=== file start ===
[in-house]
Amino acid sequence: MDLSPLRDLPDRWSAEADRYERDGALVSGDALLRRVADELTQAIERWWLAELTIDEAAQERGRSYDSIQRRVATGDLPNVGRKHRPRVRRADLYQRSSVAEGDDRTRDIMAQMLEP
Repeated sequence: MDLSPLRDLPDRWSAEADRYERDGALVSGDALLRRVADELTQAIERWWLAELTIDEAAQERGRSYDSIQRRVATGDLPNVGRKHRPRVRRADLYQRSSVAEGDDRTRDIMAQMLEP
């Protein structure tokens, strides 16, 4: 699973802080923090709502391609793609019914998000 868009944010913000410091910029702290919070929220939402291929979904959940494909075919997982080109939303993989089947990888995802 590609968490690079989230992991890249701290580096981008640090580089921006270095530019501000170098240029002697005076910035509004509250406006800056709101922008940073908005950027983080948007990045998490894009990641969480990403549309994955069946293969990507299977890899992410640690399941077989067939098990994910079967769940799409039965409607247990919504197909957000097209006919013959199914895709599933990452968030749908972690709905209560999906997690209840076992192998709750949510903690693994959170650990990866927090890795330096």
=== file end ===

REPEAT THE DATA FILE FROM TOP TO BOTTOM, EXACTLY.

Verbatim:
[in-house]
Amino acid sequence: MDLSPLRDLPDRWSAEADRYERDGALVSGDALLRRVADELTQAIERWWLAELTIDEAAQERGRSYDSIQRRVATGDLPNVGRKHRPRVRRADLYQRSSVAEGDDRTRDIMAQMLEP
Repeated sequence: MDLSPLRDLPDRWSAEADRYERDGALVSGDALLRRVADELTQAIERWWLAELTIDEAAQERGRSYDSIQRRVATGDLPNVGRKHRPRVRRADLYQRSSVAEGDDRTRDIMAQMLEP
């Protein structure tokens, strides 16, 4: 699973802080923090709502391609793609019914998000 868009944010913000410091910029702290919070929220939402291929979904959940494909075919997982080109939303993989089947990888995802 590609968490690079989230992991890249701290580096981008640090580089921006270095530019501000170098240029002697005076910035509004509250406006800056709101922008940073908005950027983080948007990045998490894009990641969480990403549309994955069946293969990507299977890899992410640690399941077989067939098990994910079967769940799409039965409607247990919504197909957000097209006919013959199914895709599933990452968030749908972690709905209560999906997690209840076992192998709750949510903690693994959170650990990866927090890795330096």